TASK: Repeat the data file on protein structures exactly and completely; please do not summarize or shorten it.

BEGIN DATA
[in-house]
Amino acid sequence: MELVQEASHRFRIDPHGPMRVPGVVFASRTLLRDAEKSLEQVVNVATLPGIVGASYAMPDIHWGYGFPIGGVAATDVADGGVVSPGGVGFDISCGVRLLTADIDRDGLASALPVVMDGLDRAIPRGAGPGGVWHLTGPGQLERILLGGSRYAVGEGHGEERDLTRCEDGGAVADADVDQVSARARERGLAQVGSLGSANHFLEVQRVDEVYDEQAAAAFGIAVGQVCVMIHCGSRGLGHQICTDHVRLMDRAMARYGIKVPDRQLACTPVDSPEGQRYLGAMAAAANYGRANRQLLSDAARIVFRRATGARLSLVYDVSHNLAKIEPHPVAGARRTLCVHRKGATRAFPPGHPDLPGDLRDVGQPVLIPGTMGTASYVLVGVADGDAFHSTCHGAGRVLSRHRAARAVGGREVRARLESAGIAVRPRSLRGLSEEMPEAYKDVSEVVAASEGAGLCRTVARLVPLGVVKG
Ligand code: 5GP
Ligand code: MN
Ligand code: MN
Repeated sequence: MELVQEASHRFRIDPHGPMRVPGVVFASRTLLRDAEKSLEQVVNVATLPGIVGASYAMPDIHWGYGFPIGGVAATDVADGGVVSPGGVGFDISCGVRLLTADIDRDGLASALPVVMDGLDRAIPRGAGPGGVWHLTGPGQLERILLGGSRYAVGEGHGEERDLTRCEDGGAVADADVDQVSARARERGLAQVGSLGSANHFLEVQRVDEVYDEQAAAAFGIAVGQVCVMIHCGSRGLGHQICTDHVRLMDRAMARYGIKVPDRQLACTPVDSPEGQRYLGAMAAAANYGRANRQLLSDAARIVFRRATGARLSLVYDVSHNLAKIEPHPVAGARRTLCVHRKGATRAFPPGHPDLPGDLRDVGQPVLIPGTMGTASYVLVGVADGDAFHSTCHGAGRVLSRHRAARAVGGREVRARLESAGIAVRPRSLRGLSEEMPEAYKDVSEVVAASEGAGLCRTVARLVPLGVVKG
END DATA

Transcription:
[in-house]
Amino acid sequence: MELVQEASHRFRIDPHGPMRVPGVVFASRTLLRDAEKSLEQVVNVATLPGIVGASYAMPDIHWGYGFPIGGVAATDVADGGVVSPGGVGFDISCGVRLLTADIDRDGLASALPVVMDGLDRAIPRGAGPGGVWHLTGPGQLERILLGGSRYAVGEGHGEERDLTRCEDGGAVADADVDQVSARARERGLAQVGSLGSANHFLEVQRVDEVYDEQAAAAFGIAVGQVCVMIHCGSRGLGHQICTDHVRLMDRAMARYGIKVPDRQLACTPVDSPEGQRYLGAMAAAANYGRANRQLLSDAARIVFRRATGARLSLVYDVSHNLAKIEPHPVAGARRTLCVHRKGATRAFPPGHPDLPGDLRDVGQPVLIPGTMGTASYVLVGVADGDAFHSTCHGAGRVLSRHRAARAVGGREVRARLESAGIAVRPRSLRGLSEEMPEAYKDVSEVVAASEGAGLCRTVARLVPLGVVKG
Ligand code: 5GP
Ligand code: MN
Ligand code: MN
Repeated sequence: MELVQEASHRFRIDPHGPMRVPGVVFASRTLLRDAEKSLEQVVNVATLPGIVGASYAMPDIHWGYGFPIGGVAATDVADGGVVSPGGVGFDISCGVRLLTADIDRDGLASALPVVMDGLDRAIPRGAGPGGVWHLTGPGQLERILLGGSRYAVGEGHGEERDLTRCEDGGAVADADVDQVSARARERGLAQVGSLGSANHFLEVQRVDEVYDEQAAAAFGIAVGQVCVMIHCGSRGLGHQICTDHVRLMDRAMARYGIKVPDRQLACTPVDSPEGQRYLGAMAAAANYGRANRQLLSDAARIVFRRATGARLSLVYDVSHNLAKIEPHPVAGARRTLCVHRKGATRAFPPGHPDLPGDLRDVGQPVLIPGTMGTASYVLVGVADGDAFHSTCHGAGRVLSRHRAARAVGGREVRARLESAGIAVRPRSLRGLSEEMPEAYKDVSEVVAASEGAGLCRTVARLVPLGVVKG